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  • Robb Ryerse

What Can Be Done about Gun Violence in America?

Parents all over America are wondering if it’s safe to send their children to school today. They want a society in which our kids can go to class or the movies without having to worry that they will be gunned down. As a country, we have endured senseless tragedy after senseless tragedy. And in response, our elected officials offer their thoughts and prayers but not their actions. They can’t risk upsetting their special interest donors by doing what the vast majority of Americans expect them to do – take the steps necessary to build a safer society.


As a political candidate, I didn’t take money from any corporate donors or special interest groups. Therefore, I can speak honestly and forthrightly about what needs to be done to address the plague of school shootings and gun violence in America. We don’t have to feel powerless. There are things that can be done. We can take the following steps.


Here is my plan to meaningfully address gun violence in America:


Common Sense Gun Laws

The vast majority of American are unified in their belief that we can preserve our 2nd Amendment rights while also enacting common sense gun laws. Congress needs to act immediately in banning automatic and semi-automatic weapons, closing loopholes that allow guns to purchased at shows and online, banning bump stocks, and establishing a national permit to purchase program that includes effective background checks. None of these reforms infringe on any law-abiding citizen’s ability to own a gun, but they do reduce the likelihood that the wrong types of weapons get into the hands of the wrong kinds of people.


Comprehensive Threat Assessment in Every School in America

Experts agree that when schools conduct a comprehensive threat assessment, they are better prepared to identify and respond to potentially tragic situations. The Department of Education needs to create a template for a Comprehensive Threat Assessment that must be conducted in every school in America before the beginning of the next school year. Ensuring the safety of our children needs to be the single top priority of every school board in America, and through the Department of Education, they need to have the resources necessary to make student safety the top priority.


Study the Links between Gun Violence, Mental Illness, and Adolescent Medication

Whenever a mass shooting takes place in America, much of the ensuing conversation revolves around whether or not the shooter was mentally ill. Often this discussion is used to deflect attention from other needed action, like common sense gun law reform. However, it is incumbent upon us to establish clearly whether or not there is a link between mental illness and mass shootings or between school shootings and adolescent use of certain medications. The President needs to establish an independent blue-ribbon commission to conduct this study, and then Congress needs to implement its recommendations.


Explore Liability Insurance for Gun Owners

The law requires citizens to purchase insurance when they become owners of homes and motor vehicles. When people have such insurance, they are incentivized by insurance companies to get lower rates in exchange for freely choosing to enact certain behaviors, such as maintaining a perfect driving record or installing a home security system. If gun owners were required to purchase liability insurance, they too would have a financial incentive to enact greater safety procedures in their homes, thus reducing the risk of both accidental and intentional gun violence.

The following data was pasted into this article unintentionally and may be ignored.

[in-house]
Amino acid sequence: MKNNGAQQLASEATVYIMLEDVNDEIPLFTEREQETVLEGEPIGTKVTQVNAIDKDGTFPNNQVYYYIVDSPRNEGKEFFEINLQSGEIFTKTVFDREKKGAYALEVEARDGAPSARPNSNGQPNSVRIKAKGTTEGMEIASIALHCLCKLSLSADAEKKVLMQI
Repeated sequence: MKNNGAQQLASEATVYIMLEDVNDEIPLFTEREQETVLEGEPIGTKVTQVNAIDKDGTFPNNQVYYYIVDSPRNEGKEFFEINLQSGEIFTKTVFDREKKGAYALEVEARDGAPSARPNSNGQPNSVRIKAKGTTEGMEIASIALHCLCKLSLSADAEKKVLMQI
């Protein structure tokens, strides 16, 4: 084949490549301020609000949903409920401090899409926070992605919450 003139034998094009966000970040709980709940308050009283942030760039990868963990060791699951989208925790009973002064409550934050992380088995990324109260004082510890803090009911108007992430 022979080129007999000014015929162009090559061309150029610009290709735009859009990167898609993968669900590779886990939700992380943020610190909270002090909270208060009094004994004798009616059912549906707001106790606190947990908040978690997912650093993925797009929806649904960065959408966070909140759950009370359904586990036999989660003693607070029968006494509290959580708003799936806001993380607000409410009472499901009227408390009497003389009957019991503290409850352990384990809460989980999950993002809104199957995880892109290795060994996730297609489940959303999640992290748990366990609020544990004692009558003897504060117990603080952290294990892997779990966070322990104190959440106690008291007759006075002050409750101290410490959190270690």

National Dialog about the Myth of Redemptive Violence

We need a national conversation about what we believe about violence. For too long, we’ve glorified violence in our entertainment and have told ourselves formative narratives that reinforce the myth of redemptive violence, which is that the only way to overcome violence is through great, more overwhelming violence. Unfortunately, our politicians often reinforce this narrative in their rhetoric. From kitchen tables to boardrooms, from classrooms to legislative chambers, we need to talk realistically and honestly about the role we want violence to play in our society. Perhaps this dialog can be enhanced by an Ad Council campaign that seeks to reframe the conversation, as has been successful with texting and driving, recycling, and other issues.

Campaign Finance Reform

Ultimately, every issue in the current American political climate is a financial one. Our elected officials can’t be trusted to put the needs of people first because they are beholden to the corporations and special interest groups that fund their campaigns. We won’t have leadership willing to take these necessary steps until we elect leaders who do not take money from the gun industry, the pharmaceutical industry, and their lobbyists.


Any American, including you, who is concerned about gun violence in our society can immediately donate to and volunteer for candidates who refuse corporate and SuperPAC donations, knowing that the likelihood of these issues being addressed goes up when we elect representatives who will serve the people first.


We are not doomed to a future of escalating tragedy. We can preserve our freedoms while also increasing our security. What we need to do is support and elect leaders who will put the needs of people first by taking the steps necessary to reduce gun violence in America.

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